Fleming also was charged with conspiring with Murdaugh to steal money from a settlement reached behalf of Pamela Pinckney, the mother of deaf quadriplegic Hakeem Pinckney of Yemassee, S.C. Hakeem Pinckney was another one of Alex Murdaugh’s former clients. He died under questionable circumstances just four days after a multi-million dollar settlement was reached in his case.

“I’m grateful for the ability to address the Satterfields and the Pinckneys,” Fleming said. “You deserved a lawyer who would act in your best interest.”

Speaking specifically to Pamela Pinckney, Fleming said “I betrayed you as a client and as a friend.”

“To both the Satterfields and the Pinckneys, I am incredibly sorry,” he said.

In a rare acknowledgment of the institutional damage done by this scandal, Fleming told Gergel “the public’s confidence in the judicial system has eroded as a result of this case.”

That’s for sure …



“I’ve taken a long hard look in the mirror,” Fleming told the court.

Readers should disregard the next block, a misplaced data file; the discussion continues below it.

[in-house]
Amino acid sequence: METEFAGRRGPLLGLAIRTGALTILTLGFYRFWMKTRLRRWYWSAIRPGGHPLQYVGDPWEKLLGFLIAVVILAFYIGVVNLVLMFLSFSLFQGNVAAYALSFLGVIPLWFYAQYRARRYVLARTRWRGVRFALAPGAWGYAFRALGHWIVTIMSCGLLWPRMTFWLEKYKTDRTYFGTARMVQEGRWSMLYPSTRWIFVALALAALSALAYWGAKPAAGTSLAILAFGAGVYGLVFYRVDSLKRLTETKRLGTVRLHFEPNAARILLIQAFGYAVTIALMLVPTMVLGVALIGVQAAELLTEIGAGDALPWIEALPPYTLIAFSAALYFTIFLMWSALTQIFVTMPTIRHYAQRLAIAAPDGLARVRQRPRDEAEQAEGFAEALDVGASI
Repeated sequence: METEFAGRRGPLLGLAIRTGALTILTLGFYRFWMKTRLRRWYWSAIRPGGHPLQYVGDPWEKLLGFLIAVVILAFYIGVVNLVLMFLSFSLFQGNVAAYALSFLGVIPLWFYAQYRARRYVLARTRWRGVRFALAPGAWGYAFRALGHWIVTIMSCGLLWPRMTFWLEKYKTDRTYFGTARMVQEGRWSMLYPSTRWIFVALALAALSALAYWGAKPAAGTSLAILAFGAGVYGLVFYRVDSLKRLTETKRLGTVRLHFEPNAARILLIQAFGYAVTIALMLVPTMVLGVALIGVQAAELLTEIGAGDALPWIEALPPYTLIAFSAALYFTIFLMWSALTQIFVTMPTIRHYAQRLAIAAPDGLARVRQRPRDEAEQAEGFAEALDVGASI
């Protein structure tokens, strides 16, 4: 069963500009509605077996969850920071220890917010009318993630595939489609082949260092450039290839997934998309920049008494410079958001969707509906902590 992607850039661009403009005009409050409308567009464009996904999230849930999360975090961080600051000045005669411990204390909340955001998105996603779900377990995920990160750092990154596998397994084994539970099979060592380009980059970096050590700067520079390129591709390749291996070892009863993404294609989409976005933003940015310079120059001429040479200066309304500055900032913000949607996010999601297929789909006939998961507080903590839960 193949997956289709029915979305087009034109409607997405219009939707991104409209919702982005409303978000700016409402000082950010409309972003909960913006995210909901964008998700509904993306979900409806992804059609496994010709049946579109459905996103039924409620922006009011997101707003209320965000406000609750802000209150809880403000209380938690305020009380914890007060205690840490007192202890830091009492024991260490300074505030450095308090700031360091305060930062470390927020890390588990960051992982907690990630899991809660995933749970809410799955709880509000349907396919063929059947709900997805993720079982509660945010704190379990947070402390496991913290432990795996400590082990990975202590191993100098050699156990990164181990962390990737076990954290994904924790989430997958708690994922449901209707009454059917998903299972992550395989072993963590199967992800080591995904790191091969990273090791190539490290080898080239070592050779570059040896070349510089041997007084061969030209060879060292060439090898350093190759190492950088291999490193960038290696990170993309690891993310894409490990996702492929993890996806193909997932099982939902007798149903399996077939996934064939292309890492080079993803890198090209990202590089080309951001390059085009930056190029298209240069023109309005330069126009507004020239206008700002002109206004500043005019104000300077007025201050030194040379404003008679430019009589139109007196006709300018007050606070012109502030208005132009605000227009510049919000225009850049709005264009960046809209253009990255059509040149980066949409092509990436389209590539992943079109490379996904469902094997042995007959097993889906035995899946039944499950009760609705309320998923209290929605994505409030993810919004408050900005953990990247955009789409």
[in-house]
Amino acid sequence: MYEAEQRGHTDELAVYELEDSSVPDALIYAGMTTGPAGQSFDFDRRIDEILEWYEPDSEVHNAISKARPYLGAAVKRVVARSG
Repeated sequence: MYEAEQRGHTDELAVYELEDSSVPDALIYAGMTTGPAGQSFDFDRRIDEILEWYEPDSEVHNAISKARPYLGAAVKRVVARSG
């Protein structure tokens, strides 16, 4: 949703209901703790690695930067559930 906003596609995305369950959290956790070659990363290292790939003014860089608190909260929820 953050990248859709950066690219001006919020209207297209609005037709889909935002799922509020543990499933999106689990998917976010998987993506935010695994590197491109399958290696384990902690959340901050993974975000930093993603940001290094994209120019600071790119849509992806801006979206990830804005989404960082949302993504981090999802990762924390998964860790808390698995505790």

Eric Bland, an attorney for the Satterfields, credited Fleming – saying he “stepped forward during a time when others wouldn’t step forward.”

Pamela Pinckney also addressed the court, telling Fleming she was “still broken” and “still in disbelief.” However, Pinckney looked directly at Fleming and told him “I forgive you.”

Pinckney’s attorney, Justin Bamberg, was not quite as willing as Bland to give credit to Fleming.

“I think he regrets what he did,” Bamberg said. “But do I think that he is remorseful for what he did to the Satterfields or to Pamela? I do not. If a coyote is caught in a trap it will still bite you – it will only stop biting once it realizes the only way out of the trap is for someone to let him out.”